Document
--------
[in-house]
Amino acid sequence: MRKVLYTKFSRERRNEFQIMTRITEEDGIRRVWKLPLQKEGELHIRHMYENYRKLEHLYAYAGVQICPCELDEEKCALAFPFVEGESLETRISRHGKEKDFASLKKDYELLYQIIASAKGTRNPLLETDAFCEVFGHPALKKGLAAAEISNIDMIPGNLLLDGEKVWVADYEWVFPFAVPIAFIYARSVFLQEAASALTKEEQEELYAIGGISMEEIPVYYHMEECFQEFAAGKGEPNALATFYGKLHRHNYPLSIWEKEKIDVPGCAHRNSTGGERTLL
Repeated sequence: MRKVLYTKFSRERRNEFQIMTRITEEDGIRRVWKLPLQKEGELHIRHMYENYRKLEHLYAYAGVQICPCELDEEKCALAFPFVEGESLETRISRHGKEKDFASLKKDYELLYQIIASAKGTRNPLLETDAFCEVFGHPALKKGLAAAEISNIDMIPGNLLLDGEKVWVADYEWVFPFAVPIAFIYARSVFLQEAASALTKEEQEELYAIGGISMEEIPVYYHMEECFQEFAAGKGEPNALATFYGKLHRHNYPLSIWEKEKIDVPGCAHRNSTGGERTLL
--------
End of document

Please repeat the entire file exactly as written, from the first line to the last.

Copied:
[in-house]
Amino acid sequence: MRKVLYTKFSRERRNEFQIMTRITEEDGIRRVWKLPLQKEGELHIRHMYENYRKLEHLYAYAGVQICPCELDEEKCALAFPFVEGESLETRISRHGKEKDFASLKKDYELLYQIIASAKGTRNPLLETDAFCEVFGHPALKKGLAAAEISNIDMIPGNLLLDGEKVWVADYEWVFPFAVPIAFIYARSVFLQEAASALTKEEQEELYAIGGISMEEIPVYYHMEECFQEFAAGKGEPNALATFYGKLHRHNYPLSIWEKEKIDVPGCAHRNSTGGERTLL
Repeated sequence: MRKVLYTKFSRERRNEFQIMTRITEEDGIRRVWKLPLQKEGELHIRHMYENYRKLEHLYAYAGVQICPCELDEEKCALAFPFVEGESLETRISRHGKEKDFASLKKDYELLYQIIASAKGTRNPLLETDAFCEVFGHPALKKGLAAAEISNIDMIPGNLLLDGEKVWVADYEWVFPFAVPIAFIYARSVFLQEAASALTKEEQEELYAIGGISMEEIPVYYHMEECFQEFAAGKGEPNALATFYGKLHRHNYPLSIWEKEKIDVPGCAHRNSTGGERTLL